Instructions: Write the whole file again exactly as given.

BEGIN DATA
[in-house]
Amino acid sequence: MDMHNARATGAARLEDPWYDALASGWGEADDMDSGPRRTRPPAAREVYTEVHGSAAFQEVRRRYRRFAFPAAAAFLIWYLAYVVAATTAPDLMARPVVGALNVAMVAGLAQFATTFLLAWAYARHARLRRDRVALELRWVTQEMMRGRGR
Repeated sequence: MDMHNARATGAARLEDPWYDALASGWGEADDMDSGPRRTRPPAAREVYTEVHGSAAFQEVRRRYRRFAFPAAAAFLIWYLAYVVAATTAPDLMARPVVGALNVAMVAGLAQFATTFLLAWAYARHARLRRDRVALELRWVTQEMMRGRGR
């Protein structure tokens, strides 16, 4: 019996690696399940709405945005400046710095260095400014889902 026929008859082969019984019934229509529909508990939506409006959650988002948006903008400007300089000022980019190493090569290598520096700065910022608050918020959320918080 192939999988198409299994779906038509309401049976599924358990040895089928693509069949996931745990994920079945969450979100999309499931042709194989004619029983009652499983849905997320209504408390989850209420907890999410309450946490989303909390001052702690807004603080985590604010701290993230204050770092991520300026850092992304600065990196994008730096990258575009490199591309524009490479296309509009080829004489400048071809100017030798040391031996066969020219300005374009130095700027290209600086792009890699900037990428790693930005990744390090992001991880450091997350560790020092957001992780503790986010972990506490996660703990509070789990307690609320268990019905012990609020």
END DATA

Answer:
[in-house]
Amino acid sequence: MDMHNARATGAARLEDPWYDALASGWGEADDMDSGPRRTRPPAAREVYTEVHGSAAFQEVRRRYRRFAFPAAAAFLIWYLAYVVAATTAPDLMARPVVGALNVAMVAGLAQFATTFLLAWAYARHARLRRDRVALELRWVTQEMMRGRGR
Repeated sequence: MDMHNARATGAARLEDPWYDALASGWGEADDMDSGPRRTRPPAAREVYTEVHGSAAFQEVRRRYRRFAFPAAAAFLIWYLAYVVAATTAPDLMARPVVGALNVAMVAGLAQFATTFLLAWAYARHARLRRDRVALELRWVTQEMMRGRGR
């Protein structure tokens, strides 16, 4: 019996690696399940709405945005400046710095260095400014889902 026929008859082969019984019934229509529909508990939506409006959650988002948006903008400007300089000022980019190493090569290598520096700065910022608050918020959320918080 192939999988198409299994779906038509309401049976599924358990040895089928693509069949996931745990994920079945969450979100999309499931042709194989004619029983009652499983849905997320209504408390989850209420907890999410309450946490989303909390001052702690807004603080985590604010701290993230204050770092991520300026850092992304600065990196994008730096990258575009490199591309524009490479296309509009080829004489400048071809100017030798040391031996066969020219300005374009130095700027290209600086792009890699900037990428790693930005990744390090992001991880450091997350560790020092957001992780503790986010972990506490996660703990509070789990307690609320268990019905012990609020």